Exploring the world one meal at a time sounds like a fabulous way to travel. Macca Sherifi, gapyear.com travel editor, loves letting his stomach decide where to next and he enjoyed getting a local taste of Vietnam with Intrepid…
“One of the things that I love about backpacking and travelling is the food. There are so many tastes and smells that I associate with countries around the world, and many of my memories from my gap year involve food and drink somehow. There’s nothing quite like having dim sum for breakfast in China, a creamy and sweet curry for lunch in India, or a fresh and sour Som Tam salad for dinner in Thailand. If you’ve been to any of these countries you’ll know exactly what I’m on about; you’ll also know that they’re infinitely better than having a take-away at home.
Not only that, but I think you can learn just as much about a country through the food you eat as to the sights and attractions that you see, and all of a sudden an unremarkable village can be transformed in to a ‘must see place’ by a signature dish or restaurant.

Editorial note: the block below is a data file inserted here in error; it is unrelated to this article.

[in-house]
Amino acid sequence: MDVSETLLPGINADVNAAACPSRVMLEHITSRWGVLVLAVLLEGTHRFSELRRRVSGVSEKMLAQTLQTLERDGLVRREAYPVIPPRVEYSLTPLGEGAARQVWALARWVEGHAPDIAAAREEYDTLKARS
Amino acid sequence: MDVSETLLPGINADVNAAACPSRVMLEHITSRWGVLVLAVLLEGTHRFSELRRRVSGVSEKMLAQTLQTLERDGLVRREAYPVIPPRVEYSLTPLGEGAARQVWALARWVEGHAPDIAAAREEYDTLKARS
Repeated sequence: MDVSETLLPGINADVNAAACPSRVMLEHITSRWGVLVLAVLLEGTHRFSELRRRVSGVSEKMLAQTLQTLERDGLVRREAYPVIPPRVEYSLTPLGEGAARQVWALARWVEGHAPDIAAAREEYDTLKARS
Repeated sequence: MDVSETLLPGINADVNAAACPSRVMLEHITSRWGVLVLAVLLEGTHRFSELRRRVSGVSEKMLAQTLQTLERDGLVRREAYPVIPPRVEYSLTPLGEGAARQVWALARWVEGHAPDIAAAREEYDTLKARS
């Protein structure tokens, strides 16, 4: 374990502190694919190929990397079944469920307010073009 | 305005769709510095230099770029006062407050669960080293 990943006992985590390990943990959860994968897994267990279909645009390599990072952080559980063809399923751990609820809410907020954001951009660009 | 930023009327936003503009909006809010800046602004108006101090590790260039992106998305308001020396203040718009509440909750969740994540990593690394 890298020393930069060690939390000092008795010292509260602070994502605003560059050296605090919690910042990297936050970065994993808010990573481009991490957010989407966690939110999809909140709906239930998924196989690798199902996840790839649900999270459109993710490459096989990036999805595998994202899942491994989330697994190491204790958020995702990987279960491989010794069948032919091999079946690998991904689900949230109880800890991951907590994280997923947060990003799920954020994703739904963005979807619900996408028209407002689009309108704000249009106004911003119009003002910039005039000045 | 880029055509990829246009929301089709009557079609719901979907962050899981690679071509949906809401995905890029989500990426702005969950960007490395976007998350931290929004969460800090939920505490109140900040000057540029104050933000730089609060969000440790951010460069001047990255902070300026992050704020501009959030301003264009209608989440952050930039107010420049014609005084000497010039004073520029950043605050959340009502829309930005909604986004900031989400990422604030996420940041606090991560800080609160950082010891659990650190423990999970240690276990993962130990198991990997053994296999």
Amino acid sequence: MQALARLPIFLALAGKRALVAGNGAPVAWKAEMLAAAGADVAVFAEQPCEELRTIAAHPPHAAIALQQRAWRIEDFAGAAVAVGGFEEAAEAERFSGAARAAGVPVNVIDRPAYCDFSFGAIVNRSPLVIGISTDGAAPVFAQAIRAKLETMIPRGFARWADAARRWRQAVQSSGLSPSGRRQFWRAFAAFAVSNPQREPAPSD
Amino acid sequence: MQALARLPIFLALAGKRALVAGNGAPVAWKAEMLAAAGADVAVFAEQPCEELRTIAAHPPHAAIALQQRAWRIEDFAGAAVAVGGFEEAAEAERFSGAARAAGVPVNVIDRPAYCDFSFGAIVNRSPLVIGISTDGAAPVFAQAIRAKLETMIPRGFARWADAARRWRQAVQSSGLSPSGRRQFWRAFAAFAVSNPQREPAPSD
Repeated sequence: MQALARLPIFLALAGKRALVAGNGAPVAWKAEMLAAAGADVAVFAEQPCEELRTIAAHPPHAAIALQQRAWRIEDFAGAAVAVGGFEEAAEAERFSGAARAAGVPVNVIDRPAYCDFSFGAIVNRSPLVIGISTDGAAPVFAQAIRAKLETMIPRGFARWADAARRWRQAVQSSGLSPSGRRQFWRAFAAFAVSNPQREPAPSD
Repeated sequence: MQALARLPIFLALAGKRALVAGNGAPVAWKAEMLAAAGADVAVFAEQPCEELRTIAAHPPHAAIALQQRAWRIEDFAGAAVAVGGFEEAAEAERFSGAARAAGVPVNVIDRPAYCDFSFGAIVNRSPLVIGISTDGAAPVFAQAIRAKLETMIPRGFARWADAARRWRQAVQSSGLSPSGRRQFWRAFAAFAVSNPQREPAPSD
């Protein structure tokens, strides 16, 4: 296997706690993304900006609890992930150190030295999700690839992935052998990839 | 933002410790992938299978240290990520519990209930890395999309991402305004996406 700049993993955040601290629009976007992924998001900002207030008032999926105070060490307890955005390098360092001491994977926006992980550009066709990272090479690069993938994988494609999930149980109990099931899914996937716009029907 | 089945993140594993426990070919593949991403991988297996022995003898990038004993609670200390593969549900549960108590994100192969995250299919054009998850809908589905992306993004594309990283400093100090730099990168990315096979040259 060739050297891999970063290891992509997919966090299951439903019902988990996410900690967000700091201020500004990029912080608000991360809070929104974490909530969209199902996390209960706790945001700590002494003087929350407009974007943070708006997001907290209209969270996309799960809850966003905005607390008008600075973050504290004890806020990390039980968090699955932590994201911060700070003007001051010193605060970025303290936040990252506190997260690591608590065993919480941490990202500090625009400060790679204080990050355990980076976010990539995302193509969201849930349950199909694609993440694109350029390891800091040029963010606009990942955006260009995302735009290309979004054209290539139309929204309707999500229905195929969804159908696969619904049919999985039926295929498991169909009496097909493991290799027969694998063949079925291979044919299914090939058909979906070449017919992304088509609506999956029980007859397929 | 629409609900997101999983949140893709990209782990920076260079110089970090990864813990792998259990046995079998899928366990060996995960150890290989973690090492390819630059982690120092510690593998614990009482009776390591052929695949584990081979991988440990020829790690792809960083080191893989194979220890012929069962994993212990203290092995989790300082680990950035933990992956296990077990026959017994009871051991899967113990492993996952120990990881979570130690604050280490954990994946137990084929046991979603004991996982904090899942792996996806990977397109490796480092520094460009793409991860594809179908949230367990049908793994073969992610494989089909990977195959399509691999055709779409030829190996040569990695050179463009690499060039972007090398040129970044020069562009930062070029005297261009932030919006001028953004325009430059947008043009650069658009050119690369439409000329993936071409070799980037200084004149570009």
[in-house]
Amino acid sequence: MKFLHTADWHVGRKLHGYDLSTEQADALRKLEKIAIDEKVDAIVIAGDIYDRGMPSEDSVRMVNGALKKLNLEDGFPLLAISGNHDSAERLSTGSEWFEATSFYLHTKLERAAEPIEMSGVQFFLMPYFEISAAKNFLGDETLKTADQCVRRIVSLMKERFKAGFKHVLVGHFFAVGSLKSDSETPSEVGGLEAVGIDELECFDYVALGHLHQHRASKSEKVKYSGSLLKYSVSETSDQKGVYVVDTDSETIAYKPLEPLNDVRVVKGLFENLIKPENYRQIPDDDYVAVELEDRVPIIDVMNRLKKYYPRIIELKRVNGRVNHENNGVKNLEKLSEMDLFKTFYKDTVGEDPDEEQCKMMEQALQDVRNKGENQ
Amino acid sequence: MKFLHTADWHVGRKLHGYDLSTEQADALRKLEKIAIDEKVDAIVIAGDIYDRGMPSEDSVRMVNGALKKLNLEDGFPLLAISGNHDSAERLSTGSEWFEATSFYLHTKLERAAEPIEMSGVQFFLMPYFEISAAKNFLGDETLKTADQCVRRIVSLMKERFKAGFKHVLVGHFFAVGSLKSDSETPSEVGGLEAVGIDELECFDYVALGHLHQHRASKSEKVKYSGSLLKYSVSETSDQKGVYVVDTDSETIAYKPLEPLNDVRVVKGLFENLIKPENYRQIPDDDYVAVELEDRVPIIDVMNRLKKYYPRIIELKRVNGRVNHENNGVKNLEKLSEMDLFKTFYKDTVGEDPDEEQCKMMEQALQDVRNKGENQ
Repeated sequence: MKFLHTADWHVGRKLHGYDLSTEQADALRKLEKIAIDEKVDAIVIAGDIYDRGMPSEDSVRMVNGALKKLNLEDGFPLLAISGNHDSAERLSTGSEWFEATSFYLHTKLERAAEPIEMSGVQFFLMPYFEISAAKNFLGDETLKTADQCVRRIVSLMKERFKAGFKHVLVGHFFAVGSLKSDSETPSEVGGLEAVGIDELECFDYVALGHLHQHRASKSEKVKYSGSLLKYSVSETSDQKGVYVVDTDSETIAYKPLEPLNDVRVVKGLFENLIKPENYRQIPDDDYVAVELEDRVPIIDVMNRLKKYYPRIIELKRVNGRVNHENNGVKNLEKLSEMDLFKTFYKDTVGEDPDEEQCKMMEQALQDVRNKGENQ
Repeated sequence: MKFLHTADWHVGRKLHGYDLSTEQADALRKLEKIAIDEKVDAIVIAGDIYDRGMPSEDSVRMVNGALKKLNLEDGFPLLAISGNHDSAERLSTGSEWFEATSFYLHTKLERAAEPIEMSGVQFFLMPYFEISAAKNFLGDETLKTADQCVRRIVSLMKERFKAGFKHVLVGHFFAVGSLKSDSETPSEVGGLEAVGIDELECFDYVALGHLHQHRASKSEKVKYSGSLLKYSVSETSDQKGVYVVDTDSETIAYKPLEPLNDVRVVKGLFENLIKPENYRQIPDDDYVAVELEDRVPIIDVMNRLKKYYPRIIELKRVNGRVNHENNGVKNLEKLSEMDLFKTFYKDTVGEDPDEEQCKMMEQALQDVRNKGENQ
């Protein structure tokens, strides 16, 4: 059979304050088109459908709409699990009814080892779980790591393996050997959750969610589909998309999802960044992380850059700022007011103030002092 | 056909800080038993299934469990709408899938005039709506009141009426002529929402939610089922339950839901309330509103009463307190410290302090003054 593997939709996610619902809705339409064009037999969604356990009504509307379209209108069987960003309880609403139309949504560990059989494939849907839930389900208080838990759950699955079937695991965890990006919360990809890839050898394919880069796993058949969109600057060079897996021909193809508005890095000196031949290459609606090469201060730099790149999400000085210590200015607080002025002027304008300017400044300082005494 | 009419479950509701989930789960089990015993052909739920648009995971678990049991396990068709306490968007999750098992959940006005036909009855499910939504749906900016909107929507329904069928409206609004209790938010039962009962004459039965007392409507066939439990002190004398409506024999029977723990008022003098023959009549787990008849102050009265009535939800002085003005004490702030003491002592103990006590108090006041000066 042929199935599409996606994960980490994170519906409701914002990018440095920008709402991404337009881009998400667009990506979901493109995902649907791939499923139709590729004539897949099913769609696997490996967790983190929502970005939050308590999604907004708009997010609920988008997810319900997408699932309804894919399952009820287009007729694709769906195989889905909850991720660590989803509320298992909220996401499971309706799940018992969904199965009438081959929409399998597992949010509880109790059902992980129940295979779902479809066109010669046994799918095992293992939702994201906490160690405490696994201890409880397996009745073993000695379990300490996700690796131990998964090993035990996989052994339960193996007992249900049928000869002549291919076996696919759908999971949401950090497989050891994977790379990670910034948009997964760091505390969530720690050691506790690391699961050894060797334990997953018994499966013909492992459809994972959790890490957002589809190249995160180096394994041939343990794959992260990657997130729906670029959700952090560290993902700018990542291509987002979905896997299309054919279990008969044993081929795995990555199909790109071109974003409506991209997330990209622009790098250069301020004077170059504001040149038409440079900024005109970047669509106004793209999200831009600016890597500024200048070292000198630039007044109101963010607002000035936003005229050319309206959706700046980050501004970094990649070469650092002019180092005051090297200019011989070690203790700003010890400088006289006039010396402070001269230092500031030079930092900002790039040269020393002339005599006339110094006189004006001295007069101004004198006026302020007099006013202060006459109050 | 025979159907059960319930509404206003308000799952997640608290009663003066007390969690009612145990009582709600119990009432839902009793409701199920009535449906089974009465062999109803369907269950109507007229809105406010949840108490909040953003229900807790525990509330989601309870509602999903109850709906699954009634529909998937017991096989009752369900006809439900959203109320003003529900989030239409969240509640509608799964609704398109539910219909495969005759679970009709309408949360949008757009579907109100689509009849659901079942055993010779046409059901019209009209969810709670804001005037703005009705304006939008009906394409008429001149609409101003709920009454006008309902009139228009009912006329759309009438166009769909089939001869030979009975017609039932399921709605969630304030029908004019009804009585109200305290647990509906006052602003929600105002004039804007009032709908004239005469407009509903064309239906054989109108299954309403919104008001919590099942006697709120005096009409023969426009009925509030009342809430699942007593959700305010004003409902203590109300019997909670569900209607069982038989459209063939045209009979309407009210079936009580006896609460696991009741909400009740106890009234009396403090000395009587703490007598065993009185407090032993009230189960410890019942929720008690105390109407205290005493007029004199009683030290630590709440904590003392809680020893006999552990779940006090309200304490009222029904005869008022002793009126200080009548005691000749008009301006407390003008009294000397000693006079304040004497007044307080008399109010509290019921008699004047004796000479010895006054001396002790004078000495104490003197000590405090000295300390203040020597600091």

Vietnam is famous for its food – after all, it has well over a thousand different dishes to choose from. That’s why when I found out that I was going to Vietnam with the Intrepid Travel crew I knew that I had to eat as many different dishes as I possibly could.
What I love about Vietnamese food is it’s so simple and so fresh – take a look at the main national dish pho as an example. It’s a soup that all the locals have for breakfast (though you can see them eating it at all the hours of the day), and it’s made up of broth and noodles. Add fresh chillies, lime, Asian basil, coriander, bean sprouts and a bit of cabbage and you’ve just about made pho. In my eyes there’s no better way to start the day in Vietnam – the soup really wakes you up; the lime cuts through your senses and the chillies sweat out any remnants of a hangover. It also represents local living – simple with no hassles.
One thing that I noticed about the Intrepid tour was that we always ate somewhere unusual – more often than not we ate at small restaurants that only the locals would go to, or at homestays, really hammering home Intrepid’s selling point of “real life experiences.” If you really want to eat like a local, my advice is eat with the locals.”
Does different food bring back travel memories for you too?
Photo: © Macca Sherifi, gapyear.com.